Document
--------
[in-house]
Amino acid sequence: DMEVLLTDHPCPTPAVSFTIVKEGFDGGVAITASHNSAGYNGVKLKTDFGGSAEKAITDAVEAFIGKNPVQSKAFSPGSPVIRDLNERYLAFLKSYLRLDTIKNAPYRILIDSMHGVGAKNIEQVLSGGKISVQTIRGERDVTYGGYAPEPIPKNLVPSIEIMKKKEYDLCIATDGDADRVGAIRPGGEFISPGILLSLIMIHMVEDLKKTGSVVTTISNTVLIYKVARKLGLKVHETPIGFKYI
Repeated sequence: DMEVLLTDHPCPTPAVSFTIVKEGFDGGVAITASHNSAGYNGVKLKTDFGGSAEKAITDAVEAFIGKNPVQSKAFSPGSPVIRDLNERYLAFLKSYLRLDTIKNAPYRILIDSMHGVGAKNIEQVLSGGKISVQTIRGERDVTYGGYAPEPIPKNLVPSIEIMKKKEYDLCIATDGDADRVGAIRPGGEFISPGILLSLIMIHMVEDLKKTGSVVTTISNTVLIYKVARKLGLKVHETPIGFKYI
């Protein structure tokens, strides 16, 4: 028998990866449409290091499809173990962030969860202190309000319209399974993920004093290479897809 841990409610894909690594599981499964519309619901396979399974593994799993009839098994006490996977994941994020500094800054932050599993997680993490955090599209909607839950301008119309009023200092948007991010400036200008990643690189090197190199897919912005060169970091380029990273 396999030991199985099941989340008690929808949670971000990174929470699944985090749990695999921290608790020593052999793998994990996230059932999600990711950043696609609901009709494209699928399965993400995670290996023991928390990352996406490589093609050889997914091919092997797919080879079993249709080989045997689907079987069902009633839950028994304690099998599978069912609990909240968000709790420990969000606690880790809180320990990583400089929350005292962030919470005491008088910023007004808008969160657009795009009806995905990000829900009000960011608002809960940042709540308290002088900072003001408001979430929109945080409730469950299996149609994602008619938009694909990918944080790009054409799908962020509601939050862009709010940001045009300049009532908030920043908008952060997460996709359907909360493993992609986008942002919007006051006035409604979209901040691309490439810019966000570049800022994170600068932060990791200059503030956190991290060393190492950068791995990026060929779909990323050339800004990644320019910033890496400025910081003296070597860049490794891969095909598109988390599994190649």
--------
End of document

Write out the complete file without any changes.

[in-house]
Amino acid sequence: DMEVLLTDHPCPTPAVSFTIVKEGFDGGVAITASHNSAGYNGVKLKTDFGGSAEKAITDAVEAFIGKNPVQSKAFSPGSPVIRDLNERYLAFLKSYLRLDTIKNAPYRILIDSMHGVGAKNIEQVLSGGKISVQTIRGERDVTYGGYAPEPIPKNLVPSIEIMKKKEYDLCIATDGDADRVGAIRPGGEFISPGILLSLIMIHMVEDLKKTGSVVTTISNTVLIYKVARKLGLKVHETPIGFKYI
Repeated sequence: DMEVLLTDHPCPTPAVSFTIVKEGFDGGVAITASHNSAGYNGVKLKTDFGGSAEKAITDAVEAFIGKNPVQSKAFSPGSPVIRDLNERYLAFLKSYLRLDTIKNAPYRILIDSMHGVGAKNIEQVLSGGKISVQTIRGERDVTYGGYAPEPIPKNLVPSIEIMKKKEYDLCIATDGDADRVGAIRPGGEFISPGILLSLIMIHMVEDLKKTGSVVTTISNTVLIYKVARKLGLKVHETPIGFKYI
């Protein structure tokens, strides 16, 4: 028998990866449409290091499809173990962030969860202190309000319209399974993920004093290479897809 841990409610894909690594599981499964519309619901396979399974593994799993009839098994006490996977994941994020500094800054932050599993997680993490955090599209909607839950301008119309009023200092948007991010400036200008990643690189090197190199897919912005060169970091380029990273 396999030991199985099941989340008690929808949670971000990174929470699944985090749990695999921290608790020593052999793998994990996230059932999600990711950043696609609901009709494209699928399965993400995670290996023991928390990352996406490589093609050889997914091919092997797919080879079993249709080989045997689907079987069902009633839950028994304690099998599978069912609990909240968000709790420990969000606690880790809180320990990583400089929350005292962030919470005491008088910023007004808008969160657009795009009806995905990000829900009000960011608002809960940042709540308290002088900072003001408001979430929109945080409730469950299996149609994602008619938009694909990918944080790009054409799908962020509601939050862009709010940001045009300049009532908030920043908008952060997460996709359907909360493993992609986008942002919007006051006035409604979209901040691309490439810019966000570049800022994170600068932060990791200059503030956190991290060393190492950068791995990026060929779909990323050339800004990644320019910033890496400025910081003296070597860049490794891969095909598109988390599994190649």